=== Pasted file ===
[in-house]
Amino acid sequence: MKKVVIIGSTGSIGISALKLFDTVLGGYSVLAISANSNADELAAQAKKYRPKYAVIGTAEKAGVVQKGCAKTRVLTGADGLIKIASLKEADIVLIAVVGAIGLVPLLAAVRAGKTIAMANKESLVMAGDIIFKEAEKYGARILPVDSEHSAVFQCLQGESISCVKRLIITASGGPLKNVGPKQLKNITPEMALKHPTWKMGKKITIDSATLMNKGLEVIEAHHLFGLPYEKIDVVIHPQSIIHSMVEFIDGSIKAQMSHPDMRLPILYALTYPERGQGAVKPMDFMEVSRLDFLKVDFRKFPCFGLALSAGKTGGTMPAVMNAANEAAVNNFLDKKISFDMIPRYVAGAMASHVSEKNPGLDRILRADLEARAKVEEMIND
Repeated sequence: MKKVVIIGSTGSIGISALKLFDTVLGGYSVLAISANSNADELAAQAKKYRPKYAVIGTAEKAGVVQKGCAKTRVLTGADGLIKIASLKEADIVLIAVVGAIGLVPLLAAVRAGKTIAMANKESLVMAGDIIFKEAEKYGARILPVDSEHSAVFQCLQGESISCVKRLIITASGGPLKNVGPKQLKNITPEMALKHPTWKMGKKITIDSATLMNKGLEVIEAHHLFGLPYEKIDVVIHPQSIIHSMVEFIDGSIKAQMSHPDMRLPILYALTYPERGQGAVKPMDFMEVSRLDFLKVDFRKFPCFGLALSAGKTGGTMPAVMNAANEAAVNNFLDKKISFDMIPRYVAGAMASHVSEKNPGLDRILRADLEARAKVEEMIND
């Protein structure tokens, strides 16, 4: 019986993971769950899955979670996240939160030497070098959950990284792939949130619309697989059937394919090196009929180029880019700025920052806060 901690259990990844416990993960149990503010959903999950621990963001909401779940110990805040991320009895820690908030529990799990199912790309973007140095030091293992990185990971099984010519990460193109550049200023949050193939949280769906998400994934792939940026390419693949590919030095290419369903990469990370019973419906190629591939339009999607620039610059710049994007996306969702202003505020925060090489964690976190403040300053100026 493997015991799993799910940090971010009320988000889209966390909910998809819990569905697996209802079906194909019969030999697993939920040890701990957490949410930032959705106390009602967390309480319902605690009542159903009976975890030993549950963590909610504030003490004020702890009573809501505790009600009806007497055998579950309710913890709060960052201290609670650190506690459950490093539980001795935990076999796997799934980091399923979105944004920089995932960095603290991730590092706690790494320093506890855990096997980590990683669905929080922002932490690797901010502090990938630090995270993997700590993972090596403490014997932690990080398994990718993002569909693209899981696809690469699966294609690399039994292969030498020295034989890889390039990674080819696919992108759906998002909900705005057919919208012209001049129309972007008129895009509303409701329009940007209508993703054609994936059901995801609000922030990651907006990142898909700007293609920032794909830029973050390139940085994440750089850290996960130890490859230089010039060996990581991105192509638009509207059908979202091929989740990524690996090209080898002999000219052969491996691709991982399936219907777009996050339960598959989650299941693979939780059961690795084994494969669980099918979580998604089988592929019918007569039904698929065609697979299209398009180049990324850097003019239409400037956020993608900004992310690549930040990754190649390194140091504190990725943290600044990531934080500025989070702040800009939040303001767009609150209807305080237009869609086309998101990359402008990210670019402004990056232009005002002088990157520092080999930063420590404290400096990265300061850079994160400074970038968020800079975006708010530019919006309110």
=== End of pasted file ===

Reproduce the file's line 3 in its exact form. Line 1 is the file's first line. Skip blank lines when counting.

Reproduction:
Repeated sequence: MKKVVIIGSTGSIGISALKLFDTVLGGYSVLAISANSNADELAAQAKKYRPKYAVIGTAEKAGVVQKGCAKTRVLTGADGLIKIASLKEADIVLIAVVGAIGLVPLLAAVRAGKTIAMANKESLVMAGDIIFKEAEKYGARILPVDSEHSAVFQCLQGESISCVKRLIITASGGPLKNVGPKQLKNITPEMALKHPTWKMGKKITIDSATLMNKGLEVIEAHHLFGLPYEKIDVVIHPQSIIHSMVEFIDGSIKAQMSHPDMRLPILYALTYPERGQGAVKPMDFMEVSRLDFLKVDFRKFPCFGLALSAGKTGGTMPAVMNAANEAAVNNFLDKKISFDMIPRYVAGAMASHVSEKNPGLDRILRADLEARAKVEEMIND